Following Bird's first season, the Celtics acquired center Robert Parish and the 3rd pick in the 1980 NBA Draft via a trade with the Golden State Warriors (in exchange for the 1st and 13th picks in the draft). After the Warriors took Joe Barry Carroll with the 1st pick and the Utah Jazz chose Darrell Griffith second, the Celtics selected University of Minnesota power forward Kevin McHale. With Bird at small forward, the additions of Parish and McHale gave Boston one of the most formidable frontcourts in the history of the NBA. The three would anchor the Celtics throughout Bird's career.

In his second season, Bird led the Celtics into the playoffs, where they faced off for a second consecutive year with Julius Erving's Philadelphia 76ers. Bird helped the Celtics overcome a 3–1 deficit by winning the last 3 games by 2, 2, and 1 point margins, propelling them into the NBA Finals, where they defeated the Houston Rockets in six games. It would be the first of three championships in Bird's career, as well as the first of his five Finals appearances.

1982–1987: MVPs, championships and the rivalry Edit

The additions of Bird and Johnson rejuvenated the NBA, which had suffered from low attendance and minimal television interest through much of the 1970s. Immediately upon their entry into the league, the two players became repeating presences in the NBA Finals. Johnson's Lakers won the championship in 1980, Bird's Celtics captured the NBA title in 1981, and Johnson's Lakers wrested it back in 1982. Bird and Johnson first dueled in the 1979 NCAA title game; as professional basketball players, they would face off numerous times during the 1980s, including the NBA Finals of 1984, 1985 and 1987. Lakers versus Celtics, and specifically Bird versus Magic, quickly became one of the greatest rivalries in the history of professional sports.

In 1984, the Celtics defeated the Lakers in a seven-game Finals, winning game seven 111–102. Bird averaged 27 points and 14 rebounds a game during the series, earning the award of Finals Most Valuable Player (MVP). Bird was also named the league regular season MVP for that year. In 1985, however, the Lakers avenged the loss, defeating the Celtics in game 6 of the Finals in the Boston Garden. That year, the NBA again named Bird the league MVP.

Boston would have another great season the next year, with help from another Hall of Famer, Bill Walton. Walton had been refused by the Lakers, and as a last chance, called Celtics president and general manager Red Auerbach. Auerbach was initially unwilling to take a risk on Walton, who had been plagued for years by foot injuries. But Bird, who happened to be in Auerbach's office at the time of Walton's call, urged him to sign Walton, saying that if Walton felt he was healthy enough to play, it was all Bird needed to hear.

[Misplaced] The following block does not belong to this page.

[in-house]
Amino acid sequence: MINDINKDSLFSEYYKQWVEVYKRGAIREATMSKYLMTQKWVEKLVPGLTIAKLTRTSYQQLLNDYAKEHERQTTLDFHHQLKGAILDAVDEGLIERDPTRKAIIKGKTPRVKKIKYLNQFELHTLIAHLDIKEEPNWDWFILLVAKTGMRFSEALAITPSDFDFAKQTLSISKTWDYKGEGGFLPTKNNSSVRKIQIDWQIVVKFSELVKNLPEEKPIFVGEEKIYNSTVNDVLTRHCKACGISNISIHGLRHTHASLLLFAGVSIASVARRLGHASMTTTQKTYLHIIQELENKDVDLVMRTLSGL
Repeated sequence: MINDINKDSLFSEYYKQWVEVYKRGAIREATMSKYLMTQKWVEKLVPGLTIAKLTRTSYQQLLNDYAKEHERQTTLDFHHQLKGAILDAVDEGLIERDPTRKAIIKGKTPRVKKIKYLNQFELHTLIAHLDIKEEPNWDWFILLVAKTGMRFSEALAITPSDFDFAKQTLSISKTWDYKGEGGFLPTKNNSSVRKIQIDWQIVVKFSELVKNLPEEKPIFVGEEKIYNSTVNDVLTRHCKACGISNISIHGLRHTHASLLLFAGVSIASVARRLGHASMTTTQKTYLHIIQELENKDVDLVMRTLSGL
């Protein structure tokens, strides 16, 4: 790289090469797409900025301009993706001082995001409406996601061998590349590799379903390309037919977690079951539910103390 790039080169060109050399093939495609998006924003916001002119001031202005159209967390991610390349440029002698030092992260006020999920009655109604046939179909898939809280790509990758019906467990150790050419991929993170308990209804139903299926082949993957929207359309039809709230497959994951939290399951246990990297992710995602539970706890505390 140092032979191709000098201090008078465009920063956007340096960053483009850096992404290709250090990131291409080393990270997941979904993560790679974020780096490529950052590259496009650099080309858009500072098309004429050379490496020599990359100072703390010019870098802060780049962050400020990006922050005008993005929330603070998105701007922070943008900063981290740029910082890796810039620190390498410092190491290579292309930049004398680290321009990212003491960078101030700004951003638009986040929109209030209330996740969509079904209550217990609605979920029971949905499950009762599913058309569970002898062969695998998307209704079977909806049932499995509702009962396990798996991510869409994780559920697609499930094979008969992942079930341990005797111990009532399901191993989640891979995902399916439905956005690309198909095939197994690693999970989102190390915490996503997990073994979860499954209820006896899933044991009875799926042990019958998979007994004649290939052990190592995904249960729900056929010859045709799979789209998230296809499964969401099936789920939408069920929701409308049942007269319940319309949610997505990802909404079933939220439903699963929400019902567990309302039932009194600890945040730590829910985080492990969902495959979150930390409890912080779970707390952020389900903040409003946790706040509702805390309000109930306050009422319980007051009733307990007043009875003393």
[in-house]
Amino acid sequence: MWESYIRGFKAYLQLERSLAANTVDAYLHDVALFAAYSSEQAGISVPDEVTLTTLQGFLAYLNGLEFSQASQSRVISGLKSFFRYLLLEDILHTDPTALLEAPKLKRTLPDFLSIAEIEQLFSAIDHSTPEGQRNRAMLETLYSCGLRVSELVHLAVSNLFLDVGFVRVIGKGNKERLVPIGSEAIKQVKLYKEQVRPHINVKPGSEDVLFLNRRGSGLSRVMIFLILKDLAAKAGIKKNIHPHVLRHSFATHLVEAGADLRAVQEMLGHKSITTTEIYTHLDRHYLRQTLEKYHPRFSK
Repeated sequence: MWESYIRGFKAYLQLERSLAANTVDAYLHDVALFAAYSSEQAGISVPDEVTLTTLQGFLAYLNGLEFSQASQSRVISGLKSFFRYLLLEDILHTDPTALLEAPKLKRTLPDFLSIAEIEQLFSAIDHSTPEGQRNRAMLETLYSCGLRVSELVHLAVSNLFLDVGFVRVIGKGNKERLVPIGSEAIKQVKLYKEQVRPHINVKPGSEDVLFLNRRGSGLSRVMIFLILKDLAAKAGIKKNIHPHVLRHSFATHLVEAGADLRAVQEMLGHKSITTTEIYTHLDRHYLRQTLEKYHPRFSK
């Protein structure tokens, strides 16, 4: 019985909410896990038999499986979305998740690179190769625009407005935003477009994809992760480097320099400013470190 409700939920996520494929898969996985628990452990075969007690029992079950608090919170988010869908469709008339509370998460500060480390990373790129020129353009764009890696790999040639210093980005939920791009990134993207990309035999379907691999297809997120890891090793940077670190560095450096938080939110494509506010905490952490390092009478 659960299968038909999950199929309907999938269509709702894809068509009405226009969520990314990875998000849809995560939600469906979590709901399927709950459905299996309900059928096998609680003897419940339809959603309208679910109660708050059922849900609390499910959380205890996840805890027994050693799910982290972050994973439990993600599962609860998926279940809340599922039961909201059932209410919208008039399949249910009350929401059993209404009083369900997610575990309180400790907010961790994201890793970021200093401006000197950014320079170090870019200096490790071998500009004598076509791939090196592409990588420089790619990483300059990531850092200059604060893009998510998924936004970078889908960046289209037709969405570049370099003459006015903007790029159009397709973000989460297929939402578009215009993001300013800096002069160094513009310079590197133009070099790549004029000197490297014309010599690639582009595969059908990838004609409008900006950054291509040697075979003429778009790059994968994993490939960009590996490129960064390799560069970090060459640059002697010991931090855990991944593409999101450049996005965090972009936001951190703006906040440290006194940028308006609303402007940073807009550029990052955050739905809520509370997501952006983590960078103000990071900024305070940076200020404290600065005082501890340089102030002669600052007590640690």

With Walton backing up Kevin McHale and Robert Parish, the Celtics would return to the finals in 1986, albeit not against Johnson and the Lakers, who lost in the Western Conference Finals to the Houston Rockets. The 1986 Celtic team, which finished the regular season 67–15 and defeated the Rockets in six games, is generally considered to be the best of Bird's career. Bird again was named the Finals' MVP for that year, averaging 24 points, 10 rebounds and 10 assists per game for the series. He also won his third consecutive league MVP award, a feat matched only by the great Celtic center Bill Russell and the dominant Wilt Chamberlain, who played for Philadelphia and Los Angeles.

In 1987, the Celtics made their last Finals appearance of Bird's career, fighting through difficult series against the Milwaukee Bucks and Detroit Pistons but as they reached the NBA Finals, the Celtics, plagued by devastating injuries, lost to a dominant Lakers team which had won 65 games during the season. The Celtics ended up losing to the Lakers in six games. The Celtics would fall short in 1988 losing to the Pistons in 6 games in the Eastern Conference Finals as the Pistons made up from the heartbreak the previous season. Between them, Bird and Johnson captured eight NBA championships during the 1980s, with Magic getting five and Bird three. During the 1980s, either Boston or Los Angeles appeared in every NBA Finals.

Throughout the 1980s, contests between the Celtics and the Lakers—both during the regular season and in the Finals—attracted enormous television audiences. The first regular season game between the Celtics and the Lakers in the 1987-88 season proved to be a classic with Magic Johnson banking in an off balance shot from near the 3-point line at the buzzer for a 115-114 Lakers win at Boston Garden. The historical rift between the teams, which faced each other several times in championship series of the 1960s, fueled fan interest in the rivalry. Not since Russell squared off against Chamberlain had professional basketball enjoyed such a marquee matchup. The apparent contrast between the two players and their respective teams seemed scripted for television: Bird, the introverted small-town hero with the blue-collar work ethic, fitted perfectly with the throwback, hard-nosed style of the Celtics, while the stylish, gregarious Johnson ran the Lakers' fast-paced "Showtime" offense amidst the bright lights and celebrities of Los Angeles. A 1986 Converse commercial for its "Weapon" line of basketball shoes (endorsed by both Bird and Johnson) reflected the perceived dichotomy between the two players. In the commercial, Bird is practicing alone on a rural basketball court when Johnson pulls up in a sleek limousine and challenges him to a one-on-one match.